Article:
This week’s post is by Matthew D. Donovan, a commercial litigation partner and member of Farrell Fritz’s business divorce practice group.
There is a bit of folk wisdom that’s been passed down through my family over the generations that speaks to the rite of passage when one is confronted with the reality that there is more to life than oneself. The familial adage, as usually (and colorfully) pronounced by a superior elder, went something like: “The sun doesn’t rise and set over your own Irish arse!”
I must confess that I’ve often considered this as a kind of vernacular anchor to understanding the concept of fiduciary responsibility in the closely-held business context where officers, directors, and controlling shareholders are obligated under the law to put the interests of their company and business partners before their own. A recent post-trial decision out of Delaware’s Court of Chancery, Personal Touch Holding Corp. v Glaubach, brings home this lesson with similar colloquial color.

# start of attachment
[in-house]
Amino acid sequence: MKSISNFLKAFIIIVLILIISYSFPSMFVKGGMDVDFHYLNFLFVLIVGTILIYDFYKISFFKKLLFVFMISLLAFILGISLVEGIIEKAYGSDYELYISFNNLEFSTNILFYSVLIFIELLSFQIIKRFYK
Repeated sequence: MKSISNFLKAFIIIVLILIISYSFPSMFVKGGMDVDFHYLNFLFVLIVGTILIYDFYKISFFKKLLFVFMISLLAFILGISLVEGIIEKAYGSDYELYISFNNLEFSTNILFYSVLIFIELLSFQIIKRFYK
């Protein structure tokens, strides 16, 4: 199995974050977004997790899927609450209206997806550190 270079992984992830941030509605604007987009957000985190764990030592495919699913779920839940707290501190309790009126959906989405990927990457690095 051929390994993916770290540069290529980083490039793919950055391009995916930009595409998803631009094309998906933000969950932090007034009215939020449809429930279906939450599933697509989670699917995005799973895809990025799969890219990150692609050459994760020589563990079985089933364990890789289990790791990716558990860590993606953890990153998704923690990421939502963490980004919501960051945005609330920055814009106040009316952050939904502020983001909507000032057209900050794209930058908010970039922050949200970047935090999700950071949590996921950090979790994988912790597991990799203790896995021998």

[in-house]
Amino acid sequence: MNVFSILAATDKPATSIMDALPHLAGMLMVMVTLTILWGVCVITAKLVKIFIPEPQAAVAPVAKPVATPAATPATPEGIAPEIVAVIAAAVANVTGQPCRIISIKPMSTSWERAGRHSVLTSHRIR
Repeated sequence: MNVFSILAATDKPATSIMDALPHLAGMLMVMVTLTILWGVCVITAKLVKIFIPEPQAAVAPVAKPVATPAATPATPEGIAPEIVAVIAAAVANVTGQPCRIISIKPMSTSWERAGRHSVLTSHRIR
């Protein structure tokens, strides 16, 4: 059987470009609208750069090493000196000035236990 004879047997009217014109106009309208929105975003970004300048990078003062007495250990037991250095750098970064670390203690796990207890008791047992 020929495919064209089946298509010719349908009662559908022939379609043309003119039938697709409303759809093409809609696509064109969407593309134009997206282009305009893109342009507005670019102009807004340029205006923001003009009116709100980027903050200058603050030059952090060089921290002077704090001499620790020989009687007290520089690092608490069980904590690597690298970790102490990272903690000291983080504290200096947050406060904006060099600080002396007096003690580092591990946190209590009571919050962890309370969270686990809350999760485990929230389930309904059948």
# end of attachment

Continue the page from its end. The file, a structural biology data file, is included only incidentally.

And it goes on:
Not infrequent is the occasion on which we here at New York Business Divorce report on developments in Delaware law. As we have noted, Delaware has long been the preferred state of incorporation for both public and private companies, and its Court of Chancery is considered by many to be the preeminent business court in the land. Small wonder, then, that the Personal Touch decision serves as a kind of archetypal example of how not to behave in the corporate fiduciary context. Continue Reading Throwing Grenades and Casting Plagues Upon Your Fellow Directors: A Lesson in Fiduciary (Ir)responsibility